As it happens, on this pleasant morning, both women were reading the same article. An account in The Michigan Elder Law Reporter describing the Program of All-inclusive Care for the Elderly, known as PACE. The Reporter claimed that PACE provided free, at-home care. All pharmacy needs with no co-pays, donut holes, delays, or frustrating paperwork. Specialist care. Respite care. Durable medical equipment. Supplies. Occupational and Physical Therapy. The list went on and on. It even claimed that PACE was intended to help folks just like her. On purpose. Family members caring for loved ones at home. Staying at home.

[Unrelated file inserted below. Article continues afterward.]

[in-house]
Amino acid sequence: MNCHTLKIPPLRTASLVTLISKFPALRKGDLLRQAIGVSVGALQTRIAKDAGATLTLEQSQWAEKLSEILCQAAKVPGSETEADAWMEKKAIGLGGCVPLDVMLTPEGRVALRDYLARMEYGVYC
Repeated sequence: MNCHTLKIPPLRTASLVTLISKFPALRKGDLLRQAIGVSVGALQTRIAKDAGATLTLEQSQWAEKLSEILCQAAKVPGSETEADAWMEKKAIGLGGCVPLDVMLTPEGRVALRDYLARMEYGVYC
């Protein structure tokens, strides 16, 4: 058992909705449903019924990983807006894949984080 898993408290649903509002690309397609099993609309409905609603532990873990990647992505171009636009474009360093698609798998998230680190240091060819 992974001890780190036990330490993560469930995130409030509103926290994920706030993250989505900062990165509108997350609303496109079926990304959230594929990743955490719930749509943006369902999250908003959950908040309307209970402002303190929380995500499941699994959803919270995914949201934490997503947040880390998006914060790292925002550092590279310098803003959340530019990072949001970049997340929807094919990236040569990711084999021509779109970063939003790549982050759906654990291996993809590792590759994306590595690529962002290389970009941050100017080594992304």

Most outrageous, though, was the bold statement that their life savings, their home, their cottage, their security, need not be sacrificed to long-term care costs. That a lifetime of shared work could be preserved for themselves, their children, their grandchildren. How could that happen?!
Two Roads Diverged in a Wood, And I – I Took The One Less Traveled By…
And this is where the women made different choices. One said to herself, “Stuff and Nonsense! I pity anyone foolish enough to believe this… Promises, promises! Too good to be true!”
The other thought, “I never heard of this before. Is it possible? Maybe I should find out more…”
Five years quickly passed.
And That Has Made All of the Difference
Another fine spring morning. But now these women were not so much alike.
In desperation, she turned to cash advances on the credit cards. In her pride, she did not share the burden with her friends or children.